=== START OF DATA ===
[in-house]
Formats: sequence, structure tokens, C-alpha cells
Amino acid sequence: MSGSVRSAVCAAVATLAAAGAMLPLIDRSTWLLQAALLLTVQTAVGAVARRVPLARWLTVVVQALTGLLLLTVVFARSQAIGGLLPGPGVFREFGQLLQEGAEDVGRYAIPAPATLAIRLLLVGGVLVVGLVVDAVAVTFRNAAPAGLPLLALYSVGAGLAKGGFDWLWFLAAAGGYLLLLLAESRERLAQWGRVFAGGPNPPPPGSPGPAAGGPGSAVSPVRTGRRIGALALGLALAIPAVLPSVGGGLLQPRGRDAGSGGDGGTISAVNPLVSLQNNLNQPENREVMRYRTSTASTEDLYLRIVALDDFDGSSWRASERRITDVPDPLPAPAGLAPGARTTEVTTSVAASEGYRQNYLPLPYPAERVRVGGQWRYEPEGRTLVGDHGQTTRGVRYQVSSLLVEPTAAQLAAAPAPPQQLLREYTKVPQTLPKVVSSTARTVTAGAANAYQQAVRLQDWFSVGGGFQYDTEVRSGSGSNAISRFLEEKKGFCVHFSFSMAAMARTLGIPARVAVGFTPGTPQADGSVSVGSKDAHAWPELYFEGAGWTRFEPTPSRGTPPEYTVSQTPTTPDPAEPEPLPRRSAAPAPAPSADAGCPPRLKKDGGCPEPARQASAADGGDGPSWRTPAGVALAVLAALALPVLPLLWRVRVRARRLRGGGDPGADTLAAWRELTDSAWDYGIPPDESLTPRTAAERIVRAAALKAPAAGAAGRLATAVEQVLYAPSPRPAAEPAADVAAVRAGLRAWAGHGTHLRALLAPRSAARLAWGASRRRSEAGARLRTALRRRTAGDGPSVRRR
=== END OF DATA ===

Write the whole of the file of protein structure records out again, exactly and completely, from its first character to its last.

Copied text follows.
[in-house]
Formats: sequence, structure tokens, C-alpha cells
Amino acid sequence: MSGSVRSAVCAAVATLAAAGAMLPLIDRSTWLLQAALLLTVQTAVGAVARRVPLARWLTVVVQALTGLLLLTVVFARSQAIGGLLPGPGVFREFGQLLQEGAEDVGRYAIPAPATLAIRLLLVGGVLVVGLVVDAVAVTFRNAAPAGLPLLALYSVGAGLAKGGFDWLWFLAAAGGYLLLLLAESRERLAQWGRVFAGGPNPPPPGSPGPAAGGPGSAVSPVRTGRRIGALALGLALAIPAVLPSVGGGLLQPRGRDAGSGGDGGTISAVNPLVSLQNNLNQPENREVMRYRTSTASTEDLYLRIVALDDFDGSSWRASERRITDVPDPLPAPAGLAPGARTTEVTTSVAASEGYRQNYLPLPYPAERVRVGGQWRYEPEGRTLVGDHGQTTRGVRYQVSSLLVEPTAAQLAAAPAPPQQLLREYTKVPQTLPKVVSSTARTVTAGAANAYQQAVRLQDWFSVGGGFQYDTEVRSGSGSNAISRFLEEKKGFCVHFSFSMAAMARTLGIPARVAVGFTPGTPQADGSVSVGSKDAHAWPELYFEGAGWTRFEPTPSRGTPPEYTVSQTPTTPDPAEPEPLPRRSAAPAPAPSADAGCPPRLKKDGGCPEPARQASAADGGDGPSWRTPAGVALAVLAALALPVLPLLWRVRVRARRLRGGGDPGADTLAAWRELTDSAWDYGIPPDESLTPRTAAERIVRAAALKAPAAGAAGRLATAVEQVLYAPSPRPAAEPAADVAAVRAGLRAWAGHGTHLRALLAPRSAARLAWGASRRRSEAGARLRTALRRRTAGDGPSVRRR